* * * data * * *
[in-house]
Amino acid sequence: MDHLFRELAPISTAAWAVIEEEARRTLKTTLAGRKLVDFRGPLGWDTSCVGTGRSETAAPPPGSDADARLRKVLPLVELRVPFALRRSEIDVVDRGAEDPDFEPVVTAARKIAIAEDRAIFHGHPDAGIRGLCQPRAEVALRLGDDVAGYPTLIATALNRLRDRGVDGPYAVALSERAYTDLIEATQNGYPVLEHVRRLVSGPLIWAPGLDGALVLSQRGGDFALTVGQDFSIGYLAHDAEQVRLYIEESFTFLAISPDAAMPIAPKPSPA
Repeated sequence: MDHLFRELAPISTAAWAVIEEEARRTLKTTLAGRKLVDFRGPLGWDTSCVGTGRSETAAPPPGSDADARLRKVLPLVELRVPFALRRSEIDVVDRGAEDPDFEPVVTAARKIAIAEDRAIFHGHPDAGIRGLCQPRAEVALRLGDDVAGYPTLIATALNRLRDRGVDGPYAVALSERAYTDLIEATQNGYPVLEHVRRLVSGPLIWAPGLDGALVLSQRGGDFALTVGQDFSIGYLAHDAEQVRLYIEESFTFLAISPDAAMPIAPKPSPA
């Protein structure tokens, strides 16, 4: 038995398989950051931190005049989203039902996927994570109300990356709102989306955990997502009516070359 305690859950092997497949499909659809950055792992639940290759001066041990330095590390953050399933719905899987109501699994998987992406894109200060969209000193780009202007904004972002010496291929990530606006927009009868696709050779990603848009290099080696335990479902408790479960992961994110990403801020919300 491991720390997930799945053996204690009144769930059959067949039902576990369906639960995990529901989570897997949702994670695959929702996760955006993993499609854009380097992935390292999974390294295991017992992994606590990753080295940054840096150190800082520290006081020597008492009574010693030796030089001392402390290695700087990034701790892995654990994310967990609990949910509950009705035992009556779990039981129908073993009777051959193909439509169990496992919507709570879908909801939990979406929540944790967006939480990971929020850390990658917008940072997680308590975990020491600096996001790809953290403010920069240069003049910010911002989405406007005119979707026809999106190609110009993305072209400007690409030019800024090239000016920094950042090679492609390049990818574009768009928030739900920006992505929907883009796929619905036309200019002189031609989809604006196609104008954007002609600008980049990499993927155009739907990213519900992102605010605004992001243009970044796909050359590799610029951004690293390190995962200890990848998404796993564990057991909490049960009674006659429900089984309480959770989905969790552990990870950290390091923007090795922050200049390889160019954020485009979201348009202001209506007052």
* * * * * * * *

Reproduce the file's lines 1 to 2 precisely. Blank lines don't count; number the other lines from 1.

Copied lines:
[in-house]
Amino acid sequence: MDHLFRELAPISTAAWAVIEEEARRTLKTTLAGRKLVDFRGPLGWDTSCVGTGRSETAAPPPGSDADARLRKVLPLVELRVPFALRRSEIDVVDRGAEDPDFEPVVTAARKIAIAEDRAIFHGHPDAGIRGLCQPRAEVALRLGDDVAGYPTLIATALNRLRDRGVDGPYAVALSERAYTDLIEATQNGYPVLEHVRRLVSGPLIWAPGLDGALVLSQRGGDFALTVGQDFSIGYLAHDAEQVRLYIEESFTFLAISPDAAMPIAPKPSPA